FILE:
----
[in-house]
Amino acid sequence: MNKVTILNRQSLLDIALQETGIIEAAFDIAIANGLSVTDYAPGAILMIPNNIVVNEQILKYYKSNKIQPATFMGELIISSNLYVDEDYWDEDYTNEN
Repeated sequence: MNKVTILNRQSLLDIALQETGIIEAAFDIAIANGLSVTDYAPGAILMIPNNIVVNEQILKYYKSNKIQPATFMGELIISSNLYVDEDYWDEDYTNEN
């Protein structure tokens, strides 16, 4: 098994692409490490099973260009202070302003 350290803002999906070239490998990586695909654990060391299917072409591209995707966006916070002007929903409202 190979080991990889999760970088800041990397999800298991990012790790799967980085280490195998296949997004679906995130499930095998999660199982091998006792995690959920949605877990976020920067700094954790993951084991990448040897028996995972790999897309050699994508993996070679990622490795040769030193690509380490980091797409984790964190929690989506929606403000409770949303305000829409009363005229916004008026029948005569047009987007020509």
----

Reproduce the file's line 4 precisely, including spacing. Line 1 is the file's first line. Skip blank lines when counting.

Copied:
């Protein structure tokens, strides 16, 4: 098994692409490490099973260009202070302003 350290803002999906070239490998990586695909654990060391299917072409591209995707966006916070002007929903409202 190979080991990889999760970088800041990397999800298991990012790790799967980085280490195998296949997004679906995130499930095998999660199982091998006792995690959920949605877990976020920067700094954790993951084991990448040897028996995972790999897309050699994508993996070679990622490795040769030193690509380490980091797409984790964190929690989506929606403000409770949303305000829409009363005229916004008026029948005569047009987007020509």